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Honda closes UK plant

Going down: Honda has pointed to its move to electrification of its range as the reason for the closure of its Swindon factory in the United Kingdom.

Civic Type R to roll on, despite shock decision to close Honda’s UK factory

Honda logo20 Feb 2019

HONDA Australia has promised the Civic Type R hot hatch will continue on in Australia after 2021 when the current source – Honda of the UK Manufacturing in Swindon, England – is scheduled to close its doors after three decades.
 
The Civic Type R is the only current model made for Australia at the British plant that has been producing about 150,000 cars a year on production lines designed for 250,000. 
 
Announced by the company yesterday along with the planned closure of a 40,000-car-a-year plant in Turkey, the Swindon closure will cost 3500 jobs at Honda and many more at parts suppliers.
 
But Honda Australia director Stephen Collins said it will be business as usual at the Australia operation.
 
“We are aware of the changes announced yesterday regarding Honda’s global business activities,” he said.
 
“Honda Australia currently receives the Civic Type R from the Swindon manufacturing plant in the UK. There are no changes that impact Honda Australia or our customers – we will continue to take the Civic Type R from Europe throughout the current model’s production lifecycle and we intend for the next generation model to also have a home in Australia.
 
“We will also continue to support Honda’s management team as they restructure our global automobile production operations to ensure Honda remains strong and can continue offering products that fulfil the needs of our customers around the world.”
 
Honda has indicated that vehicles for the European market will be supplied from Japan from 2021 after Japan and the European Union recently agreed on a zero tariff export arrangement.
 
This might mean that the next Civic Type R could come from a Japanese factory, which would suit Honda Australia once Swindon supplies dry up in two or three years. Australia and Japan have a free-trade agreement, and supply lines are shorter.
 
Although unions and many politicians in Britain blamed the Brexit debacle for the first closure of a major Honda car factory, the company blamed its impending switch to electrified vehicles.
 
Honda Motor Europe president Katsushi Inoue said: “In light of the unprecedented changes that are affecting our industry, it is vital that we accelerate our electrification strategy and restructure our global operations accordingly.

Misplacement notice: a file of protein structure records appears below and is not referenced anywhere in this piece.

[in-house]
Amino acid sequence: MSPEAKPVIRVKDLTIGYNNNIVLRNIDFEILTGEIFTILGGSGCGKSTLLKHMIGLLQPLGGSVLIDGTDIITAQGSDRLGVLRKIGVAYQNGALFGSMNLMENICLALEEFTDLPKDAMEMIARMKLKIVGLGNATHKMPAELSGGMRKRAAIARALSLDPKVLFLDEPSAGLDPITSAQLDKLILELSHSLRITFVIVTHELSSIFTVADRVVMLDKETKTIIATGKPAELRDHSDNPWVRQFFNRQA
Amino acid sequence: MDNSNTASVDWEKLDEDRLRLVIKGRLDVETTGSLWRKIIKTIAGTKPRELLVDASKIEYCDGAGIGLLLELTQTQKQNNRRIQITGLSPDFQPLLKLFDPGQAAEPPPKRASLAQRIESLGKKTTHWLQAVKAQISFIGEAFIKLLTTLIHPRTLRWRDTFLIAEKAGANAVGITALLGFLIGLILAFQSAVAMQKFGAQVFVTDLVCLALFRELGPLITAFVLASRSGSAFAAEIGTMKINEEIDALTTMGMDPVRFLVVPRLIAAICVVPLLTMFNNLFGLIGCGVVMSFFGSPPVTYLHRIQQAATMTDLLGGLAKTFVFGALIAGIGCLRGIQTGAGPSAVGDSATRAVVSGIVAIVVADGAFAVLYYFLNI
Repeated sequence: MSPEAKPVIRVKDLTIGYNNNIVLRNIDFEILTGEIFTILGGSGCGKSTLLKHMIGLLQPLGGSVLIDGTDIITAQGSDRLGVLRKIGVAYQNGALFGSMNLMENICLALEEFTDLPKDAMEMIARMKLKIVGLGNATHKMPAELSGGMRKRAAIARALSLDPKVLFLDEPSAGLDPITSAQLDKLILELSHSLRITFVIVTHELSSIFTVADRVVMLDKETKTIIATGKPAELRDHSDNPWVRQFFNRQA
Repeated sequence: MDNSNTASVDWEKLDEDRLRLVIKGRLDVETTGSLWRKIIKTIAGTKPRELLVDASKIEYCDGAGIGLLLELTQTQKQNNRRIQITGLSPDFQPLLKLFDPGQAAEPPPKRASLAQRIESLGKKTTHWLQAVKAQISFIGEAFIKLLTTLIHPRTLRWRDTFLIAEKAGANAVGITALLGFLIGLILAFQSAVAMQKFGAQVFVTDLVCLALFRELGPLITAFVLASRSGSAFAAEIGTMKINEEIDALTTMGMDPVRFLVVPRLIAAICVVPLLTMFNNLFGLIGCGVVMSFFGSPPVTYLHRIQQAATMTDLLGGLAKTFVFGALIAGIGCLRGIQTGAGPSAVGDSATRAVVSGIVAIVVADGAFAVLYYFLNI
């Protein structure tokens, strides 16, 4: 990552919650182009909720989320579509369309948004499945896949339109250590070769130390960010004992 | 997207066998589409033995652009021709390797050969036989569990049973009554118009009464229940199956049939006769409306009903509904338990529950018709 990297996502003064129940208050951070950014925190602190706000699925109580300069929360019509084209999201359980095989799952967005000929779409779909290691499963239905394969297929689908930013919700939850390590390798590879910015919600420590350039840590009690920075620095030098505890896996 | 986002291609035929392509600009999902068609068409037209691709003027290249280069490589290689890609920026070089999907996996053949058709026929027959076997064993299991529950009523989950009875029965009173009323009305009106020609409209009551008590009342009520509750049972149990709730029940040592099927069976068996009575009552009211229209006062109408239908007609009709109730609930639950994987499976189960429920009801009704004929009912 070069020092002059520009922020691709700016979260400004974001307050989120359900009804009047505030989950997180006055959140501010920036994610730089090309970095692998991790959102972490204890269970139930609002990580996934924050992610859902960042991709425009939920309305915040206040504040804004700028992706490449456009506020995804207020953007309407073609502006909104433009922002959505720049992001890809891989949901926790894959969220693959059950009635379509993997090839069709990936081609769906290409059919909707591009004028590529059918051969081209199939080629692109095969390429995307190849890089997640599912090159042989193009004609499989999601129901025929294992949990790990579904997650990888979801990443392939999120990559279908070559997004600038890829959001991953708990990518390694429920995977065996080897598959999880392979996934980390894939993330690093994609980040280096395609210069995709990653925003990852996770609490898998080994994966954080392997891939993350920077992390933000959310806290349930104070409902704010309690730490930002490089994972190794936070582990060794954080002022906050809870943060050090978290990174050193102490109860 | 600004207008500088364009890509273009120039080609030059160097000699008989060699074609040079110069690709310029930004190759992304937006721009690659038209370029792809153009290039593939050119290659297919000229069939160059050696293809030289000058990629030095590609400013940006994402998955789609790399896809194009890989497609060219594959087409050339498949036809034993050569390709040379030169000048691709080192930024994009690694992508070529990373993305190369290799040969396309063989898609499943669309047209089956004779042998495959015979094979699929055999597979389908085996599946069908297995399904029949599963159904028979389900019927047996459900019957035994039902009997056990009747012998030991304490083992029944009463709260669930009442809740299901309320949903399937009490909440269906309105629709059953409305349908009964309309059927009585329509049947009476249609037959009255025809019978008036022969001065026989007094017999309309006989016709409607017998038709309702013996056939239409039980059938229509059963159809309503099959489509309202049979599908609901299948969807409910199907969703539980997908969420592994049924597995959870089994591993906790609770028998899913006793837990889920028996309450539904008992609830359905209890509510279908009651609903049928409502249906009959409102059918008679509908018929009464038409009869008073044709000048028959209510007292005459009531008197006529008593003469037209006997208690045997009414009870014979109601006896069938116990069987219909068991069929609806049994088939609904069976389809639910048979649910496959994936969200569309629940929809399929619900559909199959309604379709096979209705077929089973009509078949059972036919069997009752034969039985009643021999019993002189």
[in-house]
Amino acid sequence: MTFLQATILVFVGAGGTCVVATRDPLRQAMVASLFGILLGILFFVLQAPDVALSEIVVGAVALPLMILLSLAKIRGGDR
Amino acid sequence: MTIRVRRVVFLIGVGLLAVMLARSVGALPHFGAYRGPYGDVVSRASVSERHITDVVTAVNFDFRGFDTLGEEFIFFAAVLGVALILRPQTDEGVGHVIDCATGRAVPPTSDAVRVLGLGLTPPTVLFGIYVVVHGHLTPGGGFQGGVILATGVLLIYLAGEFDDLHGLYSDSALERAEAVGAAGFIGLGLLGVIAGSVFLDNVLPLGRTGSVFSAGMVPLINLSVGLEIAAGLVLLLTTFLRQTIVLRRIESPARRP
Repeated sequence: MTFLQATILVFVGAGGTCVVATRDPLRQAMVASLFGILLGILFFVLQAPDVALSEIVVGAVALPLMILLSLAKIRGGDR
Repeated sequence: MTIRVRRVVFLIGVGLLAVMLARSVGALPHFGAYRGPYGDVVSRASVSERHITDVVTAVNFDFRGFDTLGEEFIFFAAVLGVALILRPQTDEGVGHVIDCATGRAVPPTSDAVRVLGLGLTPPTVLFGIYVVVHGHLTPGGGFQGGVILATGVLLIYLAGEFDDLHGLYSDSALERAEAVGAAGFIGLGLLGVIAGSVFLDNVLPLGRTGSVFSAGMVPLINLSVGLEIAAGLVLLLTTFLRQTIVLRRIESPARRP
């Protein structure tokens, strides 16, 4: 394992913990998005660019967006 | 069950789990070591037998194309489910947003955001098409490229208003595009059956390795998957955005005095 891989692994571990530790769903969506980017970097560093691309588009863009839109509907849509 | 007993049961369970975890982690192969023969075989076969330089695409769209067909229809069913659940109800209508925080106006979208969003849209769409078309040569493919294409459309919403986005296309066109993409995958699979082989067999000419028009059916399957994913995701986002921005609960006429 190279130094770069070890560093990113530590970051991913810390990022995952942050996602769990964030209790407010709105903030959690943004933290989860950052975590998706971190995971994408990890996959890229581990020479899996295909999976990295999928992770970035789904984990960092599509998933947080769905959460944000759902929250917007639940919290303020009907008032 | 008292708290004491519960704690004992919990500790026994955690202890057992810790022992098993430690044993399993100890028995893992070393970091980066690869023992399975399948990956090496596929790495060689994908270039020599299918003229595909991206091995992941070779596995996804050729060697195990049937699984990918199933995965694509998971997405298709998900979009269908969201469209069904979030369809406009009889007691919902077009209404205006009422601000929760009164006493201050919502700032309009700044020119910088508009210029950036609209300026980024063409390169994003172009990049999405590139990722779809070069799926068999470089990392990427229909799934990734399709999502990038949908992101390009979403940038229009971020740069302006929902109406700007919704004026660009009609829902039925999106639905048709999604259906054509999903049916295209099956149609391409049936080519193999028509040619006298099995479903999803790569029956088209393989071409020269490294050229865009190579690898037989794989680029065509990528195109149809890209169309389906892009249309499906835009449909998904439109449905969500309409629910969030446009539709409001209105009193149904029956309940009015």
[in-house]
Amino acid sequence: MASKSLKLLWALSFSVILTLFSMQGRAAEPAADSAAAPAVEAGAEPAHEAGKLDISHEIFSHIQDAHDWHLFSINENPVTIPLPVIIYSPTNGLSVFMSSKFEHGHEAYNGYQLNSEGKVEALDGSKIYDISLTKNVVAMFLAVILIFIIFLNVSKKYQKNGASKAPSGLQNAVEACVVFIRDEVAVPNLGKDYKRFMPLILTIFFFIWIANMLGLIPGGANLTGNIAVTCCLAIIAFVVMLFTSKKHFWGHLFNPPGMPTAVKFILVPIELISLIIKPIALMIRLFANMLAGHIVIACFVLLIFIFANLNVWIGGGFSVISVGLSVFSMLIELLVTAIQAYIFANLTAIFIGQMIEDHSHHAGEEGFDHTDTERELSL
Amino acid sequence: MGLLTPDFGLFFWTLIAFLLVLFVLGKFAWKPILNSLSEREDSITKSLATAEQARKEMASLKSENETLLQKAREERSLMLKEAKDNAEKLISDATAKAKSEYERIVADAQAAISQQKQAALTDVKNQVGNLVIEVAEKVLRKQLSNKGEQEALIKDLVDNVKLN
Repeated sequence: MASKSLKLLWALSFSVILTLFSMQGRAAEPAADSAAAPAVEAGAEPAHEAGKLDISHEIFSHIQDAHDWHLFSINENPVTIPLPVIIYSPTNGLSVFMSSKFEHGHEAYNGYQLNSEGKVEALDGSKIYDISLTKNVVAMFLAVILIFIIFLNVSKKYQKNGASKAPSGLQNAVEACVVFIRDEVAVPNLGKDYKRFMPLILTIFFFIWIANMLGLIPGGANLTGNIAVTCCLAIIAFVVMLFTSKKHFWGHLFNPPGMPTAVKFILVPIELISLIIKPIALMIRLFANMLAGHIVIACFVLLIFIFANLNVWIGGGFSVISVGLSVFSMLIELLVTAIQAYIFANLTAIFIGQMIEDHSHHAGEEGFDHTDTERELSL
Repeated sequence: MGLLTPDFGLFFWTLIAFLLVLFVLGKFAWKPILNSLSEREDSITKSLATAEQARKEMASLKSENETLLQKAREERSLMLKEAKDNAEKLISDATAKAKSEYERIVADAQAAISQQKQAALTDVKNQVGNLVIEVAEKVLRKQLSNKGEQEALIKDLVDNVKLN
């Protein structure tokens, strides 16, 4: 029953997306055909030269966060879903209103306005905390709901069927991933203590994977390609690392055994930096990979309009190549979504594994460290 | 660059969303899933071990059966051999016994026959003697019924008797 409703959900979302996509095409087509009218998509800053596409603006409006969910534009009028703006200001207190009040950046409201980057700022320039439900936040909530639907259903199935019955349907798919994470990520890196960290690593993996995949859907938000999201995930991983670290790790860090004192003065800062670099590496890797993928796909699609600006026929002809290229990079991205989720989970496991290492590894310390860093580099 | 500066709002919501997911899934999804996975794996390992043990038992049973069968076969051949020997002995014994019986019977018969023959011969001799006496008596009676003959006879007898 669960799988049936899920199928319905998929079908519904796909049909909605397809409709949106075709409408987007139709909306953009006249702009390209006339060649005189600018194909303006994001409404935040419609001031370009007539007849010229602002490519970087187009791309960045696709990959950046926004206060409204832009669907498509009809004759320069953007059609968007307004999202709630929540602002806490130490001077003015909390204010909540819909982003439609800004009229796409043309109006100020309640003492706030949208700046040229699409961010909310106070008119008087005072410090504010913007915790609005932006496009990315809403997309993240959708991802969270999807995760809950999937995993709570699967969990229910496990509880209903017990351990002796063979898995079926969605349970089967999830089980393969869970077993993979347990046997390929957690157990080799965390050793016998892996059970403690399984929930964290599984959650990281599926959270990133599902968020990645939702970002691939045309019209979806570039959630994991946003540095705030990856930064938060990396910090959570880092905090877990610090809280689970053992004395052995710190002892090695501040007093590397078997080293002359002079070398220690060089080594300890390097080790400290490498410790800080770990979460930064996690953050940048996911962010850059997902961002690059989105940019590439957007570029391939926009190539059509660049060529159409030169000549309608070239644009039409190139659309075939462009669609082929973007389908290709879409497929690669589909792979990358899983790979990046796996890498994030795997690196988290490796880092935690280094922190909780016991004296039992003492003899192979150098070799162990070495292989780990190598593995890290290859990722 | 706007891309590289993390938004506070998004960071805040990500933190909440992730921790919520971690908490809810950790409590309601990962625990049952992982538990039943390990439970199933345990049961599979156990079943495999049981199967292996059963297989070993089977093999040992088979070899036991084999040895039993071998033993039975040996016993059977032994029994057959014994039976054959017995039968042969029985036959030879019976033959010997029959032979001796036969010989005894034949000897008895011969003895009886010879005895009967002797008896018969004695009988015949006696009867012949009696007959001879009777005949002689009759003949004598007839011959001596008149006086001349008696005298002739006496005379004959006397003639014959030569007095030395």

“As a result, we have had to take this difficult decision to consult our workforce on how we might prepare our manufacturing network for the future. This has not been taken lightly and we deeply regret how unsettling today’s announcement will be for our people.”
 
HUM director Jason Smith added: “We understand the impact this proposal will have on our associates (employees), wider supplier base and the local community. We are committed to supporting associates to help them through this difficult time.”
 
Nissan last month announced that it had cancelled plans to build the X-Trail mid-sized SUV at its Sunderland factory, in northern England, due to Brexit and the potential for a tariff barrier with the EU market.
 
Land Rover has already switched Discovery production to a new factory in the Czech Republic, and Ford of Europe has warned that a “no-deal” Brexit would have catastrophic effects on British manufacturing.
 
For Honda, the rapid decline of diesel models in Europe has also affected the viability of the Swindon plant that was one of the few plants in the Honda empire to build such cars alongside its petrol burners. 
 
As we saw with the demise of Toyota’s Australian factory at Altona in 2017, Japanese manufacturers are extremely reluctant to take a backward step on global operations. 
 
The closure of Swindon and the Turkish operation would be seen within the company as a defeat, with loss of face, after decades of successful expansion.
 
However, in typical Japanese fashion, the transfer of production to other plants no doubt will be well planned and orderly, and Honda’s Australian customers will barely notice.
 
The Swindon plant is built on a former World War 2 airfield, with engine manufacturing starting there in 1989. Full car production began in 1992, starting with the Civic and then extending to Accord, Jazz and CR-V.
 
Among models shipped to Australia were a five-door Civic liftback and a CR-V diesel – both discontinued in this market.

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